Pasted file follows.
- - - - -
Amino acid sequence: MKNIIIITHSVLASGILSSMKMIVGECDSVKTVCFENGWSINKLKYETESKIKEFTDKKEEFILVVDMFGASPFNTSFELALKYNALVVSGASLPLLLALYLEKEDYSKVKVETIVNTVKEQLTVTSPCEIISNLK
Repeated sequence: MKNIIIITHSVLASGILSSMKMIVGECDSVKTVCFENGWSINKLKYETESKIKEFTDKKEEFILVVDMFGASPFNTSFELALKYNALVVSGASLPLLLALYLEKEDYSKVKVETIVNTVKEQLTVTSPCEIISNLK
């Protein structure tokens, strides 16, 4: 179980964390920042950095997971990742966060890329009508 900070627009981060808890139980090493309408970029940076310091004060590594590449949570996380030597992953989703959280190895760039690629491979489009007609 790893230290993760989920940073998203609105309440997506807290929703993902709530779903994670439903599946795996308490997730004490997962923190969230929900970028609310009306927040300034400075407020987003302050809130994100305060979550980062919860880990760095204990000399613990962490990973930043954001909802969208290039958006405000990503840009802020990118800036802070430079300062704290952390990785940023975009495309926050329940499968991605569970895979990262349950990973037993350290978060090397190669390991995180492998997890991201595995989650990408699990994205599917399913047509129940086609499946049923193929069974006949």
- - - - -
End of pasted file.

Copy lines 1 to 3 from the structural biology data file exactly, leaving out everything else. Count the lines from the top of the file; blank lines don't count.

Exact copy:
Amino acid sequence: MKNIIIITHSVLASGILSSMKMIVGECDSVKTVCFENGWSINKLKYETESKIKEFTDKKEEFILVVDMFGASPFNTSFELALKYNALVVSGASLPLLLALYLEKEDYSKVKVETIVNTVKEQLTVTSPCEIISNLK
Repeated sequence: MKNIIIITHSVLASGILSSMKMIVGECDSVKTVCFENGWSINKLKYETESKIKEFTDKKEEFILVVDMFGASPFNTSFELALKYNALVVSGASLPLLLALYLEKEDYSKVKVETIVNTVKEQLTVTSPCEIISNLK
């Protein structure tokens, strides 16, 4: 179980964390920042950095997971990742966060890329009508 900070627009981060808890139980090493309408970029940076310091004060590594590449949570996380030597992953989703959280190895760039690629491979489009007609 790893230290993760989920940073998203609105309440997506807290929703993902709530779903994670439903599946795996308490997730004490997962923190969230929900970028609310009306927040300034400075407020987003302050809130994100305060979550980062919860880990760095204990000399613990962490990973930043954001909802969208290039958006405000990503840009802020990118800036802070430079300062704290952390990785940023975009495309926050329940499968991605569970895979990262349950990973037993350290978060090397190669390991995180492998997890991201595995989650990408699990994205599917399913047509129940086609499946049923193929069974006949």